3 December 2014

Clunes Village Profile - Howard & Elle

“You got me in my gardening hour”, smiles Howard, as we sit down in the bright kitchen of their Clunes bungalow. His vowels still reveal a touch of the classic New York twang even after 27 years in Australia. “I forced him to change!” says Elle, who is originally from Amsterdam where she and Howard met 42 years ago. Together the couple have three children and five grandchildren, and have helped pioneer the local organic herb industry from where we are now sitting.

Howard Rubin and Elle Fikke came to Australia during the open-door immigration policies of the 1970s and 80s, hoping to start a herbal tea business. Having sold everything in the UK, they went on holiday to Bali, met some friendly Aussies there, and turned up in 1987 to a house in Tuntable Falls which had been arranged for them by some herb growers in Nimbin.

14 October 2014

Tailgating a toddler is hard work, so I stopped for a little while.

Wooka, wooka, wooka, wooka.

That’s the sound my helicopter made as it rose into the air above the playground, pitched left towards the grassy embankment and landed gingerly under the covering of camphor laurels. A small boy had been left behind in the centre of the concrete clearing, blissful and oblivious to my departure.

My eldest child is 3-and-a-bit. He can talk well enough to hold conversations with big kids now. He’s inquisitive enough and carefree enough to approach other kids in the playground, even if they are bigger than him and clearly don’t wish to be interrupted by a pipsqueak chiming in on their game.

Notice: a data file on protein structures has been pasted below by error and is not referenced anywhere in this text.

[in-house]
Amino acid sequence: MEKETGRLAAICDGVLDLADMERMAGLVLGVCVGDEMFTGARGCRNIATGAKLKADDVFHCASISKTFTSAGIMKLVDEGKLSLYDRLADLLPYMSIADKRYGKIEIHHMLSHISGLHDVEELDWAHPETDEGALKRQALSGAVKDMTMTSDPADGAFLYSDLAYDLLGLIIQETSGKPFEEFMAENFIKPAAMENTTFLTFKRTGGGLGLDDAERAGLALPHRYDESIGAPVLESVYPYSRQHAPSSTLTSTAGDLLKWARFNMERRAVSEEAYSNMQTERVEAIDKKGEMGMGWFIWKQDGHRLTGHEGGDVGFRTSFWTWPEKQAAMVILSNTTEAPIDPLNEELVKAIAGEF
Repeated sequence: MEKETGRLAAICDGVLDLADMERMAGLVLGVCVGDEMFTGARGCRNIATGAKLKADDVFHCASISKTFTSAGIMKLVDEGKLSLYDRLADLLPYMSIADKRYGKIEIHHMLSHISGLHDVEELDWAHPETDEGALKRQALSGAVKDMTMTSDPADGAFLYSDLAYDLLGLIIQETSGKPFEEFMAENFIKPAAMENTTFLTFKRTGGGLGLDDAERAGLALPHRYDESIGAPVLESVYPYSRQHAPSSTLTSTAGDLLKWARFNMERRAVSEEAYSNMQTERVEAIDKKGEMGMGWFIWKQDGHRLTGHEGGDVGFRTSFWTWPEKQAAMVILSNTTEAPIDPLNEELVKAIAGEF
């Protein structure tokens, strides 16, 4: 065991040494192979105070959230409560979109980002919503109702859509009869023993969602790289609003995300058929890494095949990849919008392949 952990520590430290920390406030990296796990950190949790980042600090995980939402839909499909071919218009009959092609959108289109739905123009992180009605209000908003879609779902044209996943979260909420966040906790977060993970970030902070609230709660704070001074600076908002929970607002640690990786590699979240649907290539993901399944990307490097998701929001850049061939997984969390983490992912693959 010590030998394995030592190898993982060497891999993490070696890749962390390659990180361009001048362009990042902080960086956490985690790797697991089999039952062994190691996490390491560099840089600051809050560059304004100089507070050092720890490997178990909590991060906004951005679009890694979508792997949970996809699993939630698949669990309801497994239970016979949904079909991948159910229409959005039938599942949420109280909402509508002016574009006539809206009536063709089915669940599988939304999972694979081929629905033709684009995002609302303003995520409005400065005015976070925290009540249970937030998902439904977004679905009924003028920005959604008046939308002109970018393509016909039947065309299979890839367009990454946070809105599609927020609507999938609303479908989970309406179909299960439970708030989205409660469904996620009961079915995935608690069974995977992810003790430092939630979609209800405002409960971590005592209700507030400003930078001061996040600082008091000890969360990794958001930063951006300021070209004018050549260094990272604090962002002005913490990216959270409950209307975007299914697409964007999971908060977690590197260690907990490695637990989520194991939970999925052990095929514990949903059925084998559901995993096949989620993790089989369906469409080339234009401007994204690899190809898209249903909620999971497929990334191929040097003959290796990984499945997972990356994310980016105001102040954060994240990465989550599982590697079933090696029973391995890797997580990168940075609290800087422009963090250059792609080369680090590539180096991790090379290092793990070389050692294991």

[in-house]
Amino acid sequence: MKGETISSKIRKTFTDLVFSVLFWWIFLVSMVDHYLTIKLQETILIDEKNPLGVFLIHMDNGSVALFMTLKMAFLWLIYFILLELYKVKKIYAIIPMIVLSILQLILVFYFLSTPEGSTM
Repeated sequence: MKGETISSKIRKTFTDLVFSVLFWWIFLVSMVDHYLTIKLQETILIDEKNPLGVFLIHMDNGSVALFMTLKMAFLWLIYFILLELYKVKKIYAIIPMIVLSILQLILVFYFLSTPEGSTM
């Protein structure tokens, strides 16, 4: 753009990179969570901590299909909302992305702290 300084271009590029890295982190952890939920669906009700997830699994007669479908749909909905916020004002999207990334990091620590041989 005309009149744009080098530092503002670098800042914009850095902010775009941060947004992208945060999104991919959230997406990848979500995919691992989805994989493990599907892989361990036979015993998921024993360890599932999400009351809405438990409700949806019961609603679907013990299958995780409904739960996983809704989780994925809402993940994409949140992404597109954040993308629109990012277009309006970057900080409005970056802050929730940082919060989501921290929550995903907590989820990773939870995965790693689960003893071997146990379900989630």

3 August 2014

Why it's hard to surf after a feed

I have forgotten how to surf.

I used to be quite good at it. I could do it for hours on end, as time seemingly stood still until at last I came up for air realising that I was suddenly hungry or cold. These days I can barely manage ten minutes at a time.

We’re talking internet surfing here. If you ask me, it’s not entirely my fault. The decline in my agility is largely the result of the feeds delivered by a mob of little round-edged squares. Using a secret password, these guys have infiltrated the mini computer in my handbag, which, in medieval times, was once used for calling people. The bosses, Frankie “fb” Baloney and Enzo “Insti” Gramma, have convinced me that I’m no good at it anymore, that I can’t choose my own adventure in cyberspace. Their power is so influential and far-reaching that I now seem to spend 90% of my time online looking at content they’ve arranged for me instead. And I, like a poor sucker paying protection money, thank them as I pay their ever-increasing costs.